What are they putting in the water at the University of Missouri?
It started with a hunger strike, grew larger until several of the school’s football players said they would boycott team activities if the school president didn’t resign due to allegedly mishandling racial issues at the school.
What happened after that is just bizarre.
Mizzou president Timothy Wolfe announced his resignation on Monday after members of the school’s 4-5 football team announced they would boycott team activities unless the school acceded to certain demands surrounding racial equality. Unsurprisingly, Wolfe’s resignation did little to quell the mob.
On Monday afternoon, activists who had demanded Wolfe’s resignation abruptly demanded that media stop covering their activities on the public campus of the taxpayer-funded university. At the center of those demands was Melissa Click, an assistant professor of mass media within Mizzou’s communications department.
“You need to get out, you need to get out,” Melissa Click demanded of the person filming the protest. “You need to get out,” she continued before trying to grab the camera out of the videographer’s hands.
“I actually don’t,” the journalist told Click.
“Hey, who wants to help me get this reporter out of here,” the media professor then hysterically exclaimed to the assembled mob. “I need some muscle over here!”
That wasn’t the only run-in university staff had with reporters. A student journalist was told to “respect the students.”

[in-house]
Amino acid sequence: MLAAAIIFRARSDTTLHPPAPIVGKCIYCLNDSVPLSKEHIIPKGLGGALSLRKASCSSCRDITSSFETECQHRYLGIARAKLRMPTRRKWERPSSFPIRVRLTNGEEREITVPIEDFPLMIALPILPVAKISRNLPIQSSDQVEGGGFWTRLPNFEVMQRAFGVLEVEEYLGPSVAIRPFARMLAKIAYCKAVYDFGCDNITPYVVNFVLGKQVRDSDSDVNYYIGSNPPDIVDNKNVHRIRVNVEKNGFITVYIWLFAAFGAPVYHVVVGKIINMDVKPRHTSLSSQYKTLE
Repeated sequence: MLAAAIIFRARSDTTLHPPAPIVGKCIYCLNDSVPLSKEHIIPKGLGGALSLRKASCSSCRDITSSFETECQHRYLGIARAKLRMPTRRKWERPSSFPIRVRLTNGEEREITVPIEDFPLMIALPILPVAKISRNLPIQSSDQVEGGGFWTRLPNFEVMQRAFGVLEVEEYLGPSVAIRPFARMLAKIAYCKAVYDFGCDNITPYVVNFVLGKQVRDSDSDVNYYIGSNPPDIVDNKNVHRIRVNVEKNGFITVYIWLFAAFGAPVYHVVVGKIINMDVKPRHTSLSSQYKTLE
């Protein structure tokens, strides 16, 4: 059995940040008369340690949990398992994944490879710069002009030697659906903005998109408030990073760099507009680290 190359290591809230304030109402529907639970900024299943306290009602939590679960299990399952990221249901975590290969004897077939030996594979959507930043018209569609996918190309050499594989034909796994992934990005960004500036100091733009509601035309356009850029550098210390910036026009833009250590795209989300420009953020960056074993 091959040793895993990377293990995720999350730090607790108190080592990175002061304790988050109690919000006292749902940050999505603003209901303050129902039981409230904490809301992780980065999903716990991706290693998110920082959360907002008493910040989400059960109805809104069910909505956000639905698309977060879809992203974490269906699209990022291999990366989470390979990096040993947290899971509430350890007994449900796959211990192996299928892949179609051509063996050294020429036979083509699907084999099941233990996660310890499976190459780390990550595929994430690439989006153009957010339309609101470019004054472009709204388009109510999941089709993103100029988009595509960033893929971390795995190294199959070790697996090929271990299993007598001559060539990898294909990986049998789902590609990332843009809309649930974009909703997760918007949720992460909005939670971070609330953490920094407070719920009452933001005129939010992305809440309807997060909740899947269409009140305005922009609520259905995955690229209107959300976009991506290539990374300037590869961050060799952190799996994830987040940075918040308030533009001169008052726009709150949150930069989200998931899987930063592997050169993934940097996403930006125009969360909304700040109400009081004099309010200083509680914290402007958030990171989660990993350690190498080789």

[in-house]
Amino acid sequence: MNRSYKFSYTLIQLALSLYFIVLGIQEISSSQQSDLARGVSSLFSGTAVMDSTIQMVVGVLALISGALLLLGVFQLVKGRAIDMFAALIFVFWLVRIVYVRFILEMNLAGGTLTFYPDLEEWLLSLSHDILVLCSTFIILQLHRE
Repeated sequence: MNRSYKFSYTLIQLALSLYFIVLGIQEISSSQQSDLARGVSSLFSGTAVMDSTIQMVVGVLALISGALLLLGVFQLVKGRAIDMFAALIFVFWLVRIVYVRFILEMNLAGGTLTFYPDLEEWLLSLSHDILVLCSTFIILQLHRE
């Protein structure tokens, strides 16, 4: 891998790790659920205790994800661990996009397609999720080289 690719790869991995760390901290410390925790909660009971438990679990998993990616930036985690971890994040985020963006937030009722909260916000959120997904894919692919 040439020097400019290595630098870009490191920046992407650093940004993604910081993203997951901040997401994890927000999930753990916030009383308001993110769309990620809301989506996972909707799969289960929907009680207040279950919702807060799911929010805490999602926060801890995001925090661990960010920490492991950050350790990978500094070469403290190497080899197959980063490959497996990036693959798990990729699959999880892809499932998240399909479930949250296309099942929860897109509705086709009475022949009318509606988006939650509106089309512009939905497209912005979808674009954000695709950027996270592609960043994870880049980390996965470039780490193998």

When he stated that he was, in fact, a student, the crowd tried to order him to back up. He refused.
That’s when someone in the crowd said, “Alright, then we’ll just block you.”
The whole bizarre situation on video:
Seriously, from the outside it looks like the students were winning. The University president resigned as a result of this, but that wasn’t enough apparently. We can get that. What we don’t get is this bizarre attitude toward the media.
These people are protesting on a publicly funded university campus. They’re doing it out in the open. What is with the demands for privacy?
Protest movements gain success by drawing attention to an issue. With people like Click trying to push away the media, they’re screaming, “Don’t give us any attention!”
Of course, that’s a far cry from what Click was saying earlier.
— Kevin Hardy (@kevinmhardy) November 10, 2015
Click has since locked her Twitter account. I guess she wanted media coverage until there was media coverage and now just wants everyone to go away.
The question we have is why are these faculty members involved at such a level? Students protesting is fine. Students do things like that after all. However, these faculty members are protesting their own employer while drawing a paycheck from said employer. Are we the only ones who see this?
Not that Click should keep her job anyways. You’d think a professor who teaches about the media would understand a little thing called the First Amendment. That whole Freedom of the Press thing is a real bummer for your super-secret protest movement that everyone can see, isn’t it?
What are your thoughts on all this? Tell us in the comments.